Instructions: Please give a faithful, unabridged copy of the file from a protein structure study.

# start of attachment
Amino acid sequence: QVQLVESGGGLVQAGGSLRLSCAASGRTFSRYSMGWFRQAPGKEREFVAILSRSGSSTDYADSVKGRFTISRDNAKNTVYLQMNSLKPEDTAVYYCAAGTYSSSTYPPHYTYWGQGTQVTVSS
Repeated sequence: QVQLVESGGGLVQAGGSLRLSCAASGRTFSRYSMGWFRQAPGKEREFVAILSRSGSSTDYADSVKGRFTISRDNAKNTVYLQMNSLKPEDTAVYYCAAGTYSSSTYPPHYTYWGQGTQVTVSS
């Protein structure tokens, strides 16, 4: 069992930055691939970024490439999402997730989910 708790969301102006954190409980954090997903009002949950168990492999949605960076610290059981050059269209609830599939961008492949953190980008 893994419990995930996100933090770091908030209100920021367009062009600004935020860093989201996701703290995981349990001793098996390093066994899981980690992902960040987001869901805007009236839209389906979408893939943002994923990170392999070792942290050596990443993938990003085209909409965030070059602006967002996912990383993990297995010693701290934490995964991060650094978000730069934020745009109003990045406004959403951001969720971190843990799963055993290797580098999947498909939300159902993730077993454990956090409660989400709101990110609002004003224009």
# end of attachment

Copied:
Amino acid sequence: QVQLVESGGGLVQAGGSLRLSCAASGRTFSRYSMGWFRQAPGKEREFVAILSRSGSSTDYADSVKGRFTISRDNAKNTVYLQMNSLKPEDTAVYYCAAGTYSSSTYPPHYTYWGQGTQVTVSS
Repeated sequence: QVQLVESGGGLVQAGGSLRLSCAASGRTFSRYSMGWFRQAPGKEREFVAILSRSGSSTDYADSVKGRFTISRDNAKNTVYLQMNSLKPEDTAVYYCAAGTYSSSTYPPHYTYWGQGTQVTVSS
């Protein structure tokens, strides 16, 4: 069992930055691939970024490439999402997730989910 708790969301102006954190409980954090997903009002949950168990492999949605960076610290059981050059269209609830599939961008492949953190980008 893994419990995930996100933090770091908030209100920021367009062009600004935020860093989201996701703290995981349990001793098996390093066994899981980690992902960040987001869901805007009236839209389906979408893939943002994923990170392999070792942290050596990443993938990003085209909409965030070059602006967002996912990383993990297995010693701290934490995964991060650094978000730069934020745009109003990045406004959403951001969720971190843990799963055993290797580098999947498909939300159902993730077993454990956090409660989400709101990110609002004003224009």